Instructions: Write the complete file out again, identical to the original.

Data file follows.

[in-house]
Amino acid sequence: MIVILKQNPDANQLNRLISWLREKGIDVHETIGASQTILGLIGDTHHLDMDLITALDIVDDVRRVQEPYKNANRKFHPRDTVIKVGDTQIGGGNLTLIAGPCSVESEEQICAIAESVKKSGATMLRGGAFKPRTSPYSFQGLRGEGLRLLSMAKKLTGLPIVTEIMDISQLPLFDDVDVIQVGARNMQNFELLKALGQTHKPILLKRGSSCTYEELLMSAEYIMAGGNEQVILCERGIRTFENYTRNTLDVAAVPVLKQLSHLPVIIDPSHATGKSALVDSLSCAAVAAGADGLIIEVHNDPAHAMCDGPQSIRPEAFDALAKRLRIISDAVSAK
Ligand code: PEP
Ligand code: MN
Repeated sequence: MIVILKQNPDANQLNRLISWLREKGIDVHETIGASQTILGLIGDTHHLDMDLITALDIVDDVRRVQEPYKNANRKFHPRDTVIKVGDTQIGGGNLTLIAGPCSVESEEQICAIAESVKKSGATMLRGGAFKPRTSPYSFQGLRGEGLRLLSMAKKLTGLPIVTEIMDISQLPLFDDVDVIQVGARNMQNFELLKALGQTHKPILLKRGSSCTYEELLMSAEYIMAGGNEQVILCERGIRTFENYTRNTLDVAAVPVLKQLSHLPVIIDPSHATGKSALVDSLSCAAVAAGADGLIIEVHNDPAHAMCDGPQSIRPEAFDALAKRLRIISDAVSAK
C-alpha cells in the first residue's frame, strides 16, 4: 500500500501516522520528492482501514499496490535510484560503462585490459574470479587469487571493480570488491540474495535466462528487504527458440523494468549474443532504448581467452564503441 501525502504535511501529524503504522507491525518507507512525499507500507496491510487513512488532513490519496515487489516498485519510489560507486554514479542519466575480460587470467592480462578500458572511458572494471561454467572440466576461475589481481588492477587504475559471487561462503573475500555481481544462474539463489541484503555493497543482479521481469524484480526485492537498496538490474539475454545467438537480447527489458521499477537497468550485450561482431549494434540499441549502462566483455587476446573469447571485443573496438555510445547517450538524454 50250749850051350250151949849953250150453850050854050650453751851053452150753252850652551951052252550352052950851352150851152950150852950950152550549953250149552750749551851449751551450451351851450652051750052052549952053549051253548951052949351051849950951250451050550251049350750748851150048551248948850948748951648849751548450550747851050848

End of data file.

[in-house]
Amino acid sequence: MIVILKQNPDANQLNRLISWLREKGIDVHETIGASQTILGLIGDTHHLDMDLITALDIVDDVRRVQEPYKNANRKFHPRDTVIKVGDTQIGGGNLTLIAGPCSVESEEQICAIAESVKKSGATMLRGGAFKPRTSPYSFQGLRGEGLRLLSMAKKLTGLPIVTEIMDISQLPLFDDVDVIQVGARNMQNFELLKALGQTHKPILLKRGSSCTYEELLMSAEYIMAGGNEQVILCERGIRTFENYTRNTLDVAAVPVLKQLSHLPVIIDPSHATGKSALVDSLSCAAVAAGADGLIIEVHNDPAHAMCDGPQSIRPEAFDALAKRLRIISDAVSAK
Ligand code: PEP
Ligand code: MN
Repeated sequence: MIVILKQNPDANQLNRLISWLREKGIDVHETIGASQTILGLIGDTHHLDMDLITALDIVDDVRRVQEPYKNANRKFHPRDTVIKVGDTQIGGGNLTLIAGPCSVESEEQICAIAESVKKSGATMLRGGAFKPRTSPYSFQGLRGEGLRLLSMAKKLTGLPIVTEIMDISQLPLFDDVDVIQVGARNMQNFELLKALGQTHKPILLKRGSSCTYEELLMSAEYIMAGGNEQVILCERGIRTFENYTRNTLDVAAVPVLKQLSHLPVIIDPSHATGKSALVDSLSCAAVAAGADGLIIEVHNDPAHAMCDGPQSIRPEAFDALAKRLRIISDAVSAK
C-alpha cells in the first residue's frame, strides 16, 4: 500500500501516522520528492482501514499496490535510484560503462585490459574470479587469487571493480570488491540474495535466462528487504527458440523494468549474443532504448581467452564503441 501525502504535511501529524503504522507491525518507507512525499507500507496491510487513512488532513490519496515487489516498485519510489560507486554514479542519466575480460587470467592480462578500458572511458572494471561454467572440466576461475589481481588492477587504475559471487561462503573475500555481481544462474539463489541484503555493497543482479521481469524484480526485492537498496538490474539475454545467438537480447527489458521499477537497468550485450561482431549494434540499441549502462566483455587476446573469447571485443573496438555510445547517450538524454 50250749850051350250151949849953250150453850050854050650453751851053452150753252850652551951052252550352052950851352150851152950150852950950152550549953250149552750749551851449751551450451351851450652051750052052549952053549051253548951052949351051849950951250451050550251049350750748851150048551248948850948748951648849751548450550747851050848